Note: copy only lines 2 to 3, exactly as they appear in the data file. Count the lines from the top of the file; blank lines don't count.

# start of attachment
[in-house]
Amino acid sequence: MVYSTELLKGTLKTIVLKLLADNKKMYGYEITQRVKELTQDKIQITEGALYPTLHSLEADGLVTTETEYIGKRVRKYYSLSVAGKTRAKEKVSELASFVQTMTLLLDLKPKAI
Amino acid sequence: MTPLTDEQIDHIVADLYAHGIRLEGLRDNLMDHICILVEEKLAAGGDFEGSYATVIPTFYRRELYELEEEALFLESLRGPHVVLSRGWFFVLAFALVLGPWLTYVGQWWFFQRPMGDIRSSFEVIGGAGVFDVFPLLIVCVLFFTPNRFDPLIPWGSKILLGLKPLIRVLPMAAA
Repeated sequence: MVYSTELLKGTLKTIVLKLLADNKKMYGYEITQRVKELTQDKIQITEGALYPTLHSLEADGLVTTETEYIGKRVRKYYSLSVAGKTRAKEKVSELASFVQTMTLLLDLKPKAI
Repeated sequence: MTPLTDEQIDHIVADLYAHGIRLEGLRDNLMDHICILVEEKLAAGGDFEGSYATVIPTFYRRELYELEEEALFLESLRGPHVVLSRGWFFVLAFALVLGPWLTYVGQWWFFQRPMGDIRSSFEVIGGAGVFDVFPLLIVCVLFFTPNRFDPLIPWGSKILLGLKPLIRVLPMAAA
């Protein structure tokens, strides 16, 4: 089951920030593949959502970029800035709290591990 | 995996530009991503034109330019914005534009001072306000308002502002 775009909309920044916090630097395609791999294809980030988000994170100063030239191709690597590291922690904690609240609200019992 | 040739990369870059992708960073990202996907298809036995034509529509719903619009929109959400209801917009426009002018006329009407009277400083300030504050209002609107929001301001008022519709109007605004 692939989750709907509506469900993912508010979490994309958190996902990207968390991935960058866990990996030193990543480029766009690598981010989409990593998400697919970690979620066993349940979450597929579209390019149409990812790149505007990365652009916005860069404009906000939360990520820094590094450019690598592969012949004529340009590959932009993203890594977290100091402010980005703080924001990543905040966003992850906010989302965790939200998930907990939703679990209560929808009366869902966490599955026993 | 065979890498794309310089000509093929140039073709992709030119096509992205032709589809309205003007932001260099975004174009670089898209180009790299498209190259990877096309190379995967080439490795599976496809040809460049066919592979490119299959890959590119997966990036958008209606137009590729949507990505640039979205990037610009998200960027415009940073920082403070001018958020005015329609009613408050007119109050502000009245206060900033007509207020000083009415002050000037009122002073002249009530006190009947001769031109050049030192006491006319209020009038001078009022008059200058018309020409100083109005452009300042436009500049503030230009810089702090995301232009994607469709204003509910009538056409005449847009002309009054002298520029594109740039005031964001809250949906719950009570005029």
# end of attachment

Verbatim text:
Amino acid sequence: MVYSTELLKGTLKTIVLKLLADNKKMYGYEITQRVKELTQDKIQITEGALYPTLHSLEADGLVTTETEYIGKRVRKYYSLSVAGKTRAKEKVSELASFVQTMTLLLDLKPKAI
Amino acid sequence: MTPLTDEQIDHIVADLYAHGIRLEGLRDNLMDHICILVEEKLAAGGDFEGSYATVIPTFYRRELYELEEEALFLESLRGPHVVLSRGWFFVLAFALVLGPWLTYVGQWWFFQRPMGDIRSSFEVIGGAGVFDVFPLLIVCVLFFTPNRFDPLIPWGSKILLGLKPLIRVLPMAAA